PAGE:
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Vocal Jazz - Released November 30, 2018 | Blue Note Records

Hi-Res Distinctions 5 Sterne Fono Forum Jazz
In 2017, Gregory Porter released a tribute album - or rather a love letter, to the man he considers his ultimate hero: Nat King Cole. A remarkable musician who weaved his way between pure jazz and easy listening, an innovative and highly skilled pianist-virtuoso, and of course, a captivating singer/crooner with his deep, romantic and velvety voice that set him apart from everyone - this genius had never before been commemorated in so much style. In this live performance recorded on the prestigious stage of the Royal Albert Hall in London, Gregory Porter is supported by his trusty quartet (pianist Chip Crawford, bassist Jahmal Nichols, drummer Emanuel Harrold and saxophonist Tivon Pennicott) as well as by the 70 musicians of the London Studio Orchestra, conducted by Vince Mendoza. He features pieces that are closely associated with Nat King Cole (Mona Lisa, Nature Boy…) but also some of his own compositions ( Hey Laura, When Love Was King, Don’t Lose Your Steam…). Throughout One Night Only it is fascinating to see how Gregory Porter is just as comfortable when singing alongside the sophistication of the string section as he is in the rougher and groovier sequences. A vocal range that makes this show truly magical. © Clotilde Maréchal/Qobuz
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Vocal Jazz - Released April 17, 2020 | Blue Note

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With his sixth album, Gregory Porter excels once again in perfectly blending jazz, soul, rhythm'n'blues, pop and gospel. In addition to being blessed with a voice of pure velvet (so cliché, but so true), the Californian, who knows Great Black Music inside out, is also a real wordsmith. In these troubled times, Gregory Porter's music refreshes and rejuvenates, like on "Revival Song," a sort of neo-gospel hymn that ignites the soul and frees the body. This sense of wellbeing can also be felt when Porter puts on his crooner hat on "If Love Is Overrated" or when he channels his inner Marvin Gaye and George Benson on "Faith In Love." Brilliantly produced by Troy Miller (Laura Mvula, Jamie Cullum, Emili Sandé), All Rise propels the American singer towards greater global recognition, reaching audiences well outside the jazz sphere. © Max Dembo/Qobuz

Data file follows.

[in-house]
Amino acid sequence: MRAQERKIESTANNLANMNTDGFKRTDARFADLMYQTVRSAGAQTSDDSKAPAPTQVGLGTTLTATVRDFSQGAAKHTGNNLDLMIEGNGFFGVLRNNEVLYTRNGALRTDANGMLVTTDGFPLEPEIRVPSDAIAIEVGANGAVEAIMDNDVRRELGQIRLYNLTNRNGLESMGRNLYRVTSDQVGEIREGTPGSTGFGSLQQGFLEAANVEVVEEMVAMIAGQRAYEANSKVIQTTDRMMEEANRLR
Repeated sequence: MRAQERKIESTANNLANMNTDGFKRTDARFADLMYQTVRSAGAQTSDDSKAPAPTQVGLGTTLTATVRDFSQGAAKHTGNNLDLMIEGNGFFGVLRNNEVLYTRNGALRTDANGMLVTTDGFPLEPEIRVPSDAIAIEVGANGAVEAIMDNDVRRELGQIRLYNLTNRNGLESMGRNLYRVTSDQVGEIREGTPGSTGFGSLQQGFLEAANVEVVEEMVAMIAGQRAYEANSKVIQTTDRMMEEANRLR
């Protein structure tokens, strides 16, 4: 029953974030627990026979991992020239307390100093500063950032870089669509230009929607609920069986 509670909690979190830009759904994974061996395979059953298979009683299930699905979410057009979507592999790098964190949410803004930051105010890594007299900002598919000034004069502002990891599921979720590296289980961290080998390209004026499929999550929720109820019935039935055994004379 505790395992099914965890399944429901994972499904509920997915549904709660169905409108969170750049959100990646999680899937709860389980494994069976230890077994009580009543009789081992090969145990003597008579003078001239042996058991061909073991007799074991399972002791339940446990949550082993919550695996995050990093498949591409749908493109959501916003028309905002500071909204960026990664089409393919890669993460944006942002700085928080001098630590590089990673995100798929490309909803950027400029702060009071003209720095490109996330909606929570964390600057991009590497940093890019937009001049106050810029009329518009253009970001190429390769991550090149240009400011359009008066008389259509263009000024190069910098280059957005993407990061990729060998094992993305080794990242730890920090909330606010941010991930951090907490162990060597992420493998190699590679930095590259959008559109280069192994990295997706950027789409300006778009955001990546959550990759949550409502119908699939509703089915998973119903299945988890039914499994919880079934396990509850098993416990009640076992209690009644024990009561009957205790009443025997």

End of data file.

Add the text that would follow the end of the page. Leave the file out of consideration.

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Vocal Jazz - Released September 2, 2013 | Blue Note

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After two solid albums on Motema, both of which earned Grammy nominations, singer and songwriter Gregory Porter makes his Blue Note debut with Liquid Spirit. A singer whose quicksilver vocal style refuses to be caged by either jazz, gospel, or R&B, his warm, inviting baritone utilizes them all when he wishes to. Using the musicians who appeared with him on 2012's Be Good -- Yosuke Sato and Tivon Pennicott, saxophones; Chip Crawford, piano; Aaron James, bass, Emanuel Harrold, drums -- Porter wrote or co-wrote 11 of these 14 songs. There is a dynamite reading of Billy Page's hard-grooving "The In Crowd" that highlights Porter's rhythmic phrasing. Though it's a soul tune at heart, he swings hard. The cover of Max Roach's and Abbey Lincoln's "Lonesome Lover" evokes the soulful post-bop spirit of the original and offers a bracing portrait of the singer's command of his own upper range. Covers aside, the real strength of Liquid Spirit lies in Porter's songs: his lyrics and melodies are as rich as his voice. Opener "No Love Dying Here" walks a line between jazz and soul; its life-affirming words are underscored by the effortless conviction and authority in his vocal, while Sato's alto saxophone solo affirms the lyric. The fingerpopping, handclapping gospel groove in the title track is punched up by saxophones and Curtis Taylor's trumpet. The call-and-response between Porter and James' bass is tasty, and one can hear a trace of Donny Hathaway in the singer's commanding, heartfelt delivery. "Hey Laura" is characterized by Porter's relaxed but utterly sincere delivery, and packs a knock-out emotional punch in his protagonist's plea to the object of his affection. "Brown Grass" is a close second in the emotional punch department; it's a love song to be sure, but a sadder one. Porter articulates his protagonist's regrets simply and honestly, and therefore resonantly. For all of his innovative ability to effortlessly combine, shift, and shape various musical genres in his own image, Porter is militantly old school -- check "Musical Genocide," as he celebrates the music of the past with a popping piano, hard-grooving horns, funky Rhodes, and swelling B-3. On the tender ballad "Wolfcry," he is accompanied only by Crawford; it's so hip and melodically rich, it could easily have been sung by a young Nat Cole. The way he and his band move through blues, jazz, gospel, and R&B -- simultaneously -- on the declamatory testimonial "Free" is breathtaking. The intro to "Movin'," near set's end, suggests Bill Withers, but Porter quickly shifts it into higher gear with the horns punctuating the ends of his sung lines. While his first two recordings revealed a major new talent with their promise, Liquid Spirit is a giant step forward artistically, and for the listener, an exercise in musical inspiration. © Thom Jurek /TiVo